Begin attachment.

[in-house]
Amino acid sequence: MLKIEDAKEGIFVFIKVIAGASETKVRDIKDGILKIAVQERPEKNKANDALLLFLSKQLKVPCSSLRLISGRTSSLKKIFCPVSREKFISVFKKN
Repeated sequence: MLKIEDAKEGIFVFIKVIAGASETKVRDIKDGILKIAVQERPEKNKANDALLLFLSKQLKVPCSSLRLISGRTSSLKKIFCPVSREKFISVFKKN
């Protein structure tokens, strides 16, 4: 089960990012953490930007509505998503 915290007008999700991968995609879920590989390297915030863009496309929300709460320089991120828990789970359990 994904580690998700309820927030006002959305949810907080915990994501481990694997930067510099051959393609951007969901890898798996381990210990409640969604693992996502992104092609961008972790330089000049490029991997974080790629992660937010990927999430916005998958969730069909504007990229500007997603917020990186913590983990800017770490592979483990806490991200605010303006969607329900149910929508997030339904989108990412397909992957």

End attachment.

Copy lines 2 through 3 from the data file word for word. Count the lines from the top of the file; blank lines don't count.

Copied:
Amino acid sequence: MLKIEDAKEGIFVFIKVIAGASETKVRDIKDGILKIAVQERPEKNKANDALLLFLSKQLKVPCSSLRLISGRTSSLKKIFCPVSREKFISVFKKN
Repeated sequence: MLKIEDAKEGIFVFIKVIAGASETKVRDIKDGILKIAVQERPEKNKANDALLLFLSKQLKVPCSSLRLISGRTSSLKKIFCPVSREKFISVFKKN